Some words just seem to go together: "bread" and "butter"; "trial" and "error"; "Microsoft" and "security breach." The MS12-020 Remote Desktop Protocol vulnerability revealed last week shows once again that when it comes to data security, Microsoft is its own worst enemy and any "secure" system can be compromised.
As Computerworld's Gregg Keizer reports, the proof-of-concept RDP exploit was developed by Italian security wonk Luigi Auriemma last May. He passed it on to HP's bug bounty program, aka the Zero Day Initiative, in August. HP's ZDI passed Auriemma's code to Microsoft, which shared it with its 79 antivirus security partners in its Microsoft Active Protections Program (MAPP). That list includes the biggest names in computer security, as well as some lesser-known European and Asian firms. Somewhere along the line that code escaped from the lab and is now in the wild, infecting unsuspecting citizens and creating an army of flesh-eating zombies.
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(Sorry, I was confusing it with "The Walking Dead." My bad.)
Last week Auriemma found the exploit code he'd created on a Chinese website, along with telltale signs that proved it was the same code he had written and that this code had been passed on to Microsoft before being leaked.
Now we have three key suspects: Mr. Ballmer in the library with the candlestick, Ms. Whitman in the conservatory with the rope, or Premier Wen Jiabao in the lotus garden with the rainbow sword.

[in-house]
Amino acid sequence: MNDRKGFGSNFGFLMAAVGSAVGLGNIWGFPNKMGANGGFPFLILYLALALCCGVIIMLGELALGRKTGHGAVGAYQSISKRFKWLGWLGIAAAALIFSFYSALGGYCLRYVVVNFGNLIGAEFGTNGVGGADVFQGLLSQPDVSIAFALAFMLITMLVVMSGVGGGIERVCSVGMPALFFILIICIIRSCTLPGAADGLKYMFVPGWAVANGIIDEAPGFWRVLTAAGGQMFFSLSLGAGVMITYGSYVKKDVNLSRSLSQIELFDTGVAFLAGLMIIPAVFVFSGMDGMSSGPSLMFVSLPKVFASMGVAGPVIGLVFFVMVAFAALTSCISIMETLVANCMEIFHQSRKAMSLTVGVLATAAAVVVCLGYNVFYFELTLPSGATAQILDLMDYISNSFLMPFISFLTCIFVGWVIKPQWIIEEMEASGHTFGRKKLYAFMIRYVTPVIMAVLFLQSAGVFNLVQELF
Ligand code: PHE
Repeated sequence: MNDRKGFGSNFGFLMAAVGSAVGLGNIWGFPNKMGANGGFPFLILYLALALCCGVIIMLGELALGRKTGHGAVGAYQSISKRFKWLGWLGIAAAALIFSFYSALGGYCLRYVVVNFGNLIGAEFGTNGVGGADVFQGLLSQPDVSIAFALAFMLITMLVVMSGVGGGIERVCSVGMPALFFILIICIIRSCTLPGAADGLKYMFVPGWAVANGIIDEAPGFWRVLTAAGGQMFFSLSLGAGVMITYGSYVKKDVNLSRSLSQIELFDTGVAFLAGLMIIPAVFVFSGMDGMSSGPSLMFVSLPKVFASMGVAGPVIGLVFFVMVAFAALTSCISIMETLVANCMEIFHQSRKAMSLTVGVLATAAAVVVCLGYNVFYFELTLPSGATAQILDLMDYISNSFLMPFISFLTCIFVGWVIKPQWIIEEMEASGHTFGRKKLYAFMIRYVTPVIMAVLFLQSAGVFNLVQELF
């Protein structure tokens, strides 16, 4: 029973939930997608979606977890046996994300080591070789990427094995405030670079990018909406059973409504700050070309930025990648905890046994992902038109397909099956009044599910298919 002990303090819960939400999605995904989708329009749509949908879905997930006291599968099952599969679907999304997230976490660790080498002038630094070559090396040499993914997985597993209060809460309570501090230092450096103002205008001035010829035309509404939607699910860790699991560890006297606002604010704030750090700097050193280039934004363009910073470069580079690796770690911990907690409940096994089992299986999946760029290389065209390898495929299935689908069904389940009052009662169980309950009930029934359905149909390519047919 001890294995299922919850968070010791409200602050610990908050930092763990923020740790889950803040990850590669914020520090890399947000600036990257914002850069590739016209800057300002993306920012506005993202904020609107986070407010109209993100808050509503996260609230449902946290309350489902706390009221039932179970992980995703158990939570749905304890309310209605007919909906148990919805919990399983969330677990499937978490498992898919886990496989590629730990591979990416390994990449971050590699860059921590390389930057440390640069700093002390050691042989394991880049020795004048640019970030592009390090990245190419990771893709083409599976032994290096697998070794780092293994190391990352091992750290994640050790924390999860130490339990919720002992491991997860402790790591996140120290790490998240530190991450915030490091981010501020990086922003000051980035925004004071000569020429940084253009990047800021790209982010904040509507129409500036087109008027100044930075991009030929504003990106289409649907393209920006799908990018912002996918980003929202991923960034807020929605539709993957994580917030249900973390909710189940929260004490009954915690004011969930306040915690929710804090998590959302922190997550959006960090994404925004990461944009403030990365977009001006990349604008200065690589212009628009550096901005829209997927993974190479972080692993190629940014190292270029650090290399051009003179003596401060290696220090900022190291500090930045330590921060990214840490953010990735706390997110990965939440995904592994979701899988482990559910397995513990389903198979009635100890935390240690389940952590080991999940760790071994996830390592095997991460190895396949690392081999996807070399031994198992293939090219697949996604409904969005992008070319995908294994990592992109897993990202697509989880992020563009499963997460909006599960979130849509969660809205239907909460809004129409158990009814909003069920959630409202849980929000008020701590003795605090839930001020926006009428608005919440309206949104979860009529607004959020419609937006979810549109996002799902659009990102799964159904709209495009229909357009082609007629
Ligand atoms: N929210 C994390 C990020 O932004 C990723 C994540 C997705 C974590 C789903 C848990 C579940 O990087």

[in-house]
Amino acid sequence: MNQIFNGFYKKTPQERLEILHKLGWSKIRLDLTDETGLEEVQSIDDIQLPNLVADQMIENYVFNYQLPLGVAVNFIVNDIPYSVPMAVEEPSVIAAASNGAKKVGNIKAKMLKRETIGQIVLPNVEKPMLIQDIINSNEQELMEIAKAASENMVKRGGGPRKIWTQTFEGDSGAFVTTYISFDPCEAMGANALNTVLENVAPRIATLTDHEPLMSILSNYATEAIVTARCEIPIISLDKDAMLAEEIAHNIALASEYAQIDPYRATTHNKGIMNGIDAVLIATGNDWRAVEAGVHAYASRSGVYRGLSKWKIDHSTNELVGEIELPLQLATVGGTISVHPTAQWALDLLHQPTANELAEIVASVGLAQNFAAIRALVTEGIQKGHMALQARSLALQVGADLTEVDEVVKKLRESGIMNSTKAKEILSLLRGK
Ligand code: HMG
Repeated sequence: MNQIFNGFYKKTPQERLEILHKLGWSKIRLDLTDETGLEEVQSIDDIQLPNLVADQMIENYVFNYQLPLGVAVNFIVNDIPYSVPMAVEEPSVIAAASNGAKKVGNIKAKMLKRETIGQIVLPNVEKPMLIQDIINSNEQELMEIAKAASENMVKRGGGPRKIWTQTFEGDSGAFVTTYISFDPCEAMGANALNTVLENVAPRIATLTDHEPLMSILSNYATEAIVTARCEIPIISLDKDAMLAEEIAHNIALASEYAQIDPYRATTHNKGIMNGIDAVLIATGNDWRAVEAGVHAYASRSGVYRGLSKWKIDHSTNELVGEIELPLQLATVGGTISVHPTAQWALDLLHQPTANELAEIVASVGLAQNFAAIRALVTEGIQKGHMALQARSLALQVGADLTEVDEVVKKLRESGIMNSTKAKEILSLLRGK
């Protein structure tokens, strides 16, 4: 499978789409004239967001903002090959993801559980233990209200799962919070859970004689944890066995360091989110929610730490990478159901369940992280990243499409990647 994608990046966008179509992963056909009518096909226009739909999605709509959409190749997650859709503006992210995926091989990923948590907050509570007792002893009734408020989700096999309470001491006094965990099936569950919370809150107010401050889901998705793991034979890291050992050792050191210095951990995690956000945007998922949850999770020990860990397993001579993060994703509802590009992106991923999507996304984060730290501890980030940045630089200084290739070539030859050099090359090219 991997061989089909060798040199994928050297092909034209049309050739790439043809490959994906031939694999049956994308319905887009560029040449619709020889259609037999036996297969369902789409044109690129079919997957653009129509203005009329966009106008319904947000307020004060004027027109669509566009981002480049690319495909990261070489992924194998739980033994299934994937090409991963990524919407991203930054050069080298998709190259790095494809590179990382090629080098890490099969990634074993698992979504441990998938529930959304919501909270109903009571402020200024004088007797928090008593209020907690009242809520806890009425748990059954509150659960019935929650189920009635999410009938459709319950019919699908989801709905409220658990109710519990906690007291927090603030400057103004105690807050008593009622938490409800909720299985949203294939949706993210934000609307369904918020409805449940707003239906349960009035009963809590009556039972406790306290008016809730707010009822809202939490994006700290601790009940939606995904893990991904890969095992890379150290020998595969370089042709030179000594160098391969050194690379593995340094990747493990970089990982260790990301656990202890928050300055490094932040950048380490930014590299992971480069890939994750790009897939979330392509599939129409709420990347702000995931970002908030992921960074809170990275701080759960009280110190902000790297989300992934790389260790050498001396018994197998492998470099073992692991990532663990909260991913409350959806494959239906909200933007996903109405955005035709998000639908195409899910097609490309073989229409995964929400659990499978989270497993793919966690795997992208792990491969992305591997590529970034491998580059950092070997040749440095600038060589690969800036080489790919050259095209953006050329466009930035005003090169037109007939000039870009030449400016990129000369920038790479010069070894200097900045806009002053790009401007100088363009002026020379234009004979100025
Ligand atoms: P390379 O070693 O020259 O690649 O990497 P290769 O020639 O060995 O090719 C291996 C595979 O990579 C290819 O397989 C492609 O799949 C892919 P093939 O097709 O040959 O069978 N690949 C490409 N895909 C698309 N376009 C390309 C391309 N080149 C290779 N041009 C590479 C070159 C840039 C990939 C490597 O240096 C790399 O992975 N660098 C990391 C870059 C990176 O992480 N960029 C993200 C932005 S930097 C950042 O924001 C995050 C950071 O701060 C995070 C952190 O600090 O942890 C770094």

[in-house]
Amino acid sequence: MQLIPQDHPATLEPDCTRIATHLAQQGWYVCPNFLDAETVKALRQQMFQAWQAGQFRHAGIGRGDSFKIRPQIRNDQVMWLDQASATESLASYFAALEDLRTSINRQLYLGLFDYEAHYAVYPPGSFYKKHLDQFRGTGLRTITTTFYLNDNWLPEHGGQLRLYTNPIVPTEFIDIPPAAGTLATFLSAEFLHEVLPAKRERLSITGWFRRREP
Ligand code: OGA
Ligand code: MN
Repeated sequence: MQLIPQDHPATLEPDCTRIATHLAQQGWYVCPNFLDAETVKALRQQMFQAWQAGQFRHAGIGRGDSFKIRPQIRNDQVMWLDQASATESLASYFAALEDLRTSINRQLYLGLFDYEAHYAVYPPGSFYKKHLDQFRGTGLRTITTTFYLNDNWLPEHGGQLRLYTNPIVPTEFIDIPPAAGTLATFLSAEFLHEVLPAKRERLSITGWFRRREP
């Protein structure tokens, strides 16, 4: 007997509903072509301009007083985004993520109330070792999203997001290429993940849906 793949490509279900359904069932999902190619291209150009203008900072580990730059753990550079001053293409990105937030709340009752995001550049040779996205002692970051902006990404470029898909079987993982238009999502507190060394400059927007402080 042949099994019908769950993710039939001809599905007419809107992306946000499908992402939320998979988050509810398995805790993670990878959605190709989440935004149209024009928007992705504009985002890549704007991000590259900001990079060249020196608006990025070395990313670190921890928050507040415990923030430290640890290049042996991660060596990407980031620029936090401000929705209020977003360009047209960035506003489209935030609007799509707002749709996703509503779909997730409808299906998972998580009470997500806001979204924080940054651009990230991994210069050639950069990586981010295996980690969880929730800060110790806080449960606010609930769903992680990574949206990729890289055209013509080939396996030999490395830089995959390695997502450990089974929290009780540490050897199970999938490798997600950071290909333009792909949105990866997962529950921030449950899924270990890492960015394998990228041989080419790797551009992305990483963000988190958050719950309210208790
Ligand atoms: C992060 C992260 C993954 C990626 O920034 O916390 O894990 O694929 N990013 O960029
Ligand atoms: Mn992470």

Microsoft is pointing the finger at its MAPP partners, and it's probably right, given how easily Symantec was pwned by Anonymous for its source code last year. I'm not saying Symantec is the leaker (though that's the first place I'd look, simply because of the hack) or that Anonymous is the leakee. If it were the Anons, you'd think they'd be crowing their heads off about that right about now.
Still, you wouldn't have to be a hacking mastermind to pull this off. A little social engineering to gain access to an email list, a quick search of the inbox for a message containing the log-on and password to the MAPP program -- boom, you're in. Then post the code on a hacker-friendly forum and wait for the walls to come tumbling down.